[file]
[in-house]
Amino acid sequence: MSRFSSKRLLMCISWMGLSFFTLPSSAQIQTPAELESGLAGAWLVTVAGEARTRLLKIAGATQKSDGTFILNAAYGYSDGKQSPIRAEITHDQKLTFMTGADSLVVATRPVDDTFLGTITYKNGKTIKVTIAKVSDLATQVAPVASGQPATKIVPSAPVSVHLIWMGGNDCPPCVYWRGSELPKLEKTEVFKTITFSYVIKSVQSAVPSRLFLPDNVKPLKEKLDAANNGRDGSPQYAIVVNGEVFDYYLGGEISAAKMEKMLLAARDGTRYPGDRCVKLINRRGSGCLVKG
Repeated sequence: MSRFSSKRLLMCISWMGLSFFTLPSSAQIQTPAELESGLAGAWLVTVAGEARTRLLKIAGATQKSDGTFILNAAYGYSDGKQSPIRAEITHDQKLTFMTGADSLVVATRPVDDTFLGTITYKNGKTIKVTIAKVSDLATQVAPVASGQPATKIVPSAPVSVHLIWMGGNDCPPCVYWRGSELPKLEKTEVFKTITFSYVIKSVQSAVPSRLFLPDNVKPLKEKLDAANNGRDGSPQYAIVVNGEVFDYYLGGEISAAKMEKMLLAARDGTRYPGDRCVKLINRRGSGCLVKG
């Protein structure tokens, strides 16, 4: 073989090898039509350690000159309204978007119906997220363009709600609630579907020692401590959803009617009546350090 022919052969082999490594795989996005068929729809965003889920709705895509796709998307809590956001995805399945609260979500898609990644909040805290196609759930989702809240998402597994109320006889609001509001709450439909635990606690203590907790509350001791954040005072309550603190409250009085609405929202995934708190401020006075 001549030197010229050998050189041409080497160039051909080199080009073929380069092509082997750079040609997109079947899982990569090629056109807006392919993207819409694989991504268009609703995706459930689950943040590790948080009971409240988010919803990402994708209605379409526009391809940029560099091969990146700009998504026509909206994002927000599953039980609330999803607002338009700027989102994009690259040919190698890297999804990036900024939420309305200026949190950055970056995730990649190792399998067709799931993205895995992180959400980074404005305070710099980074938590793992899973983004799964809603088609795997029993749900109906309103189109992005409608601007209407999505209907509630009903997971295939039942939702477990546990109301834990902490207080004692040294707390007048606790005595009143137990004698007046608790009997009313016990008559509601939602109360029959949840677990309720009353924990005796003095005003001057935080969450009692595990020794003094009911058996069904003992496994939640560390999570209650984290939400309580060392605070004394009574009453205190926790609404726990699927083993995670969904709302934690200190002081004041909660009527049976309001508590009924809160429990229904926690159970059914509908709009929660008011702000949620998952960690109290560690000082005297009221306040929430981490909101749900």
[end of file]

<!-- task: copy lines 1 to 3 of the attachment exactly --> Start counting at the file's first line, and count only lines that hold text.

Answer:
[in-house]
Amino acid sequence: MSRFSSKRLLMCISWMGLSFFTLPSSAQIQTPAELESGLAGAWLVTVAGEARTRLLKIAGATQKSDGTFILNAAYGYSDGKQSPIRAEITHDQKLTFMTGADSLVVATRPVDDTFLGTITYKNGKTIKVTIAKVSDLATQVAPVASGQPATKIVPSAPVSVHLIWMGGNDCPPCVYWRGSELPKLEKTEVFKTITFSYVIKSVQSAVPSRLFLPDNVKPLKEKLDAANNGRDGSPQYAIVVNGEVFDYYLGGEISAAKMEKMLLAARDGTRYPGDRCVKLINRRGSGCLVKG
Repeated sequence: MSRFSSKRLLMCISWMGLSFFTLPSSAQIQTPAELESGLAGAWLVTVAGEARTRLLKIAGATQKSDGTFILNAAYGYSDGKQSPIRAEITHDQKLTFMTGADSLVVATRPVDDTFLGTITYKNGKTIKVTIAKVSDLATQVAPVASGQPATKIVPSAPVSVHLIWMGGNDCPPCVYWRGSELPKLEKTEVFKTITFSYVIKSVQSAVPSRLFLPDNVKPLKEKLDAANNGRDGSPQYAIVVNGEVFDYYLGGEISAAKMEKMLLAARDGTRYPGDRCVKLINRRGSGCLVKG